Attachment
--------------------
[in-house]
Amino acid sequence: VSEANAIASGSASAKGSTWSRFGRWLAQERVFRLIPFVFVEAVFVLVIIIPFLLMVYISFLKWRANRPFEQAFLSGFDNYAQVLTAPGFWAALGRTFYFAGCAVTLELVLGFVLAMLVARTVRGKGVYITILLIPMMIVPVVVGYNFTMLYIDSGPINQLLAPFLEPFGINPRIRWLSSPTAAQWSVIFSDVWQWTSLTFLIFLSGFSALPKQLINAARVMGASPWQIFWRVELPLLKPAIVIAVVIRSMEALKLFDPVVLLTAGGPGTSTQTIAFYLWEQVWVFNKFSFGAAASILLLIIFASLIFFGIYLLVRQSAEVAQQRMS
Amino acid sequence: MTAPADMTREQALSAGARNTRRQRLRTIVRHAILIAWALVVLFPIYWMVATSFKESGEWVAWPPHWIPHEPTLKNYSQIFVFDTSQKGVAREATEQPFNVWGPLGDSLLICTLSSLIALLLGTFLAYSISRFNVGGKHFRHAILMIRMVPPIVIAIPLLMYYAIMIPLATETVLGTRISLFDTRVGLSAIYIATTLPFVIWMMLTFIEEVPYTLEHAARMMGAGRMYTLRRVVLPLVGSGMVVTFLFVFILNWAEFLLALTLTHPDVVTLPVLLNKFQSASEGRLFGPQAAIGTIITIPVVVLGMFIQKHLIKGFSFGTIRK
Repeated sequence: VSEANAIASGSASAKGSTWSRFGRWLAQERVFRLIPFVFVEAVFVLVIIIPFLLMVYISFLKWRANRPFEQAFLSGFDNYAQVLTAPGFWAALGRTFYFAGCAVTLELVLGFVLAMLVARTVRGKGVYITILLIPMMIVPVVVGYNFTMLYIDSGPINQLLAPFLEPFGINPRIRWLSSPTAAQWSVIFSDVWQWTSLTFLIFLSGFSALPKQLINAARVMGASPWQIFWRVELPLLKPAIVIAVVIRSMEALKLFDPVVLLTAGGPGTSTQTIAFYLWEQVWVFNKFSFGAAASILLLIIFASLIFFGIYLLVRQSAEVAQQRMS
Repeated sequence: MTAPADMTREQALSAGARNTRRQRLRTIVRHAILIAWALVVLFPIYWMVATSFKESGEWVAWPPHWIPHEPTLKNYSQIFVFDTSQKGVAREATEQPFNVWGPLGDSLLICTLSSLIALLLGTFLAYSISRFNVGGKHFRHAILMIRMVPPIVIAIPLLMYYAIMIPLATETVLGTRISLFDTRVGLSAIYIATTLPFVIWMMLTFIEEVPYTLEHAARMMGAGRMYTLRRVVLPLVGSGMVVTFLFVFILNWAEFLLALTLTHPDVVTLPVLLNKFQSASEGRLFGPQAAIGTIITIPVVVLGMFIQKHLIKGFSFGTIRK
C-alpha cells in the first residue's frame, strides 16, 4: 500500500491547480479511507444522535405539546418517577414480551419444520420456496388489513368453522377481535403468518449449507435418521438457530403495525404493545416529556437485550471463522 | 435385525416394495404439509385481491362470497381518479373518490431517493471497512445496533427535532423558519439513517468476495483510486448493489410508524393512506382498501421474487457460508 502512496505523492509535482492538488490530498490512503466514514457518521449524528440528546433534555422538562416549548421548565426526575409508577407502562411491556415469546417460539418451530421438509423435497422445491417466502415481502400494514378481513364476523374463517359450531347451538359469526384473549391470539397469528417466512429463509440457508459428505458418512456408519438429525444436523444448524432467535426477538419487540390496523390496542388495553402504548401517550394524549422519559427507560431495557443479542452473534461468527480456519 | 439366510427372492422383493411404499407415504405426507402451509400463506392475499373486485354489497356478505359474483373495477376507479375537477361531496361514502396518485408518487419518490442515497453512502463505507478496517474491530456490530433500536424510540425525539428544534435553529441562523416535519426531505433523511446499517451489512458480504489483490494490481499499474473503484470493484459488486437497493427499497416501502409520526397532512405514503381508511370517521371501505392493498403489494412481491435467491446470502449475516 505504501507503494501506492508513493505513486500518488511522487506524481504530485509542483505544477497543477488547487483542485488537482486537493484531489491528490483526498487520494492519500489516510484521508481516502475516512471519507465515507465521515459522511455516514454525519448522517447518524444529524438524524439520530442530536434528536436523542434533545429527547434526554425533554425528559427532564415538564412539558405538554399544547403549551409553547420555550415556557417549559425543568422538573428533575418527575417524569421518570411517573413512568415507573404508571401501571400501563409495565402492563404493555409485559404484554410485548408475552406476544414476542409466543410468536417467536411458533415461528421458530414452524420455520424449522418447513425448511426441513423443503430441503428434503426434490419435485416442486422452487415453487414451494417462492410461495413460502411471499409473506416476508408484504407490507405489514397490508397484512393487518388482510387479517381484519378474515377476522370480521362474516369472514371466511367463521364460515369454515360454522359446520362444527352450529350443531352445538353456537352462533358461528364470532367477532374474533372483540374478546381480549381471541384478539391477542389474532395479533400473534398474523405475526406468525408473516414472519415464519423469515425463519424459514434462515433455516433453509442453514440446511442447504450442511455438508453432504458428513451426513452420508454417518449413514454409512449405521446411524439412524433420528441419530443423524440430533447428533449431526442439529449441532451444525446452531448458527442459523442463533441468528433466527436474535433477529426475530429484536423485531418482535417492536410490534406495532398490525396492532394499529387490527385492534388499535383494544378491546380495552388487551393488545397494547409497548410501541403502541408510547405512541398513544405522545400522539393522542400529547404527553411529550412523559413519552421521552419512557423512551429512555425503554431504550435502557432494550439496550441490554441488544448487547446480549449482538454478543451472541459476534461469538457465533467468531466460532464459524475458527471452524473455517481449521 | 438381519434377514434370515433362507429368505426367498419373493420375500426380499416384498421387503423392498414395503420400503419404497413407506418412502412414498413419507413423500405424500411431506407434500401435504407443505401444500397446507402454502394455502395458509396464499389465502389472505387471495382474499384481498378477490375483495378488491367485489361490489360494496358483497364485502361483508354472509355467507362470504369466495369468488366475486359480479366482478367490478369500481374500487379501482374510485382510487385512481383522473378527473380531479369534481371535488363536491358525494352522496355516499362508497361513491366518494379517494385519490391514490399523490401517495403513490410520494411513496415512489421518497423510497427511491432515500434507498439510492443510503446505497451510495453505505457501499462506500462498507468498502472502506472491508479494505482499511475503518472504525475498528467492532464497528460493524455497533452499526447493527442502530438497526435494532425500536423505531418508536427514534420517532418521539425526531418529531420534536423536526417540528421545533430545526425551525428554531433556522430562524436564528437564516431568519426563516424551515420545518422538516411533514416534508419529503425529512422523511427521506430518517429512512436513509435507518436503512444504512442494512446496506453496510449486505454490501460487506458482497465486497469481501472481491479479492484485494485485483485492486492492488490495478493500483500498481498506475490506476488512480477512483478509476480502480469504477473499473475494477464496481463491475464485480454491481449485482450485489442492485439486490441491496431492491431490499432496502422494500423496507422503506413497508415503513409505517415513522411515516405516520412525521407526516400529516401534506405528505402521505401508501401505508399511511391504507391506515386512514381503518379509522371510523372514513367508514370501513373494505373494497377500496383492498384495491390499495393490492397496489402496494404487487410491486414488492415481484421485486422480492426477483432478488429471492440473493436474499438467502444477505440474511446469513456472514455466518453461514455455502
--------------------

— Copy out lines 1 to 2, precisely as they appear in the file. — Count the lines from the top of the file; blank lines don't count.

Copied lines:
[in-house]
Amino acid sequence: VSEANAIASGSASAKGSTWSRFGRWLAQERVFRLIPFVFVEAVFVLVIIIPFLLMVYISFLKWRANRPFEQAFLSGFDNYAQVLTAPGFWAALGRTFYFAGCAVTLELVLGFVLAMLVARTVRGKGVYITILLIPMMIVPVVVGYNFTMLYIDSGPINQLLAPFLEPFGINPRIRWLSSPTAAQWSVIFSDVWQWTSLTFLIFLSGFSALPKQLINAARVMGASPWQIFWRVELPLLKPAIVIAVVIRSMEALKLFDPVVLLTAGGPGTSTQTIAFYLWEQVWVFNKFSFGAAASILLLIIFASLIFFGIYLLVRQSAEVAQQRMS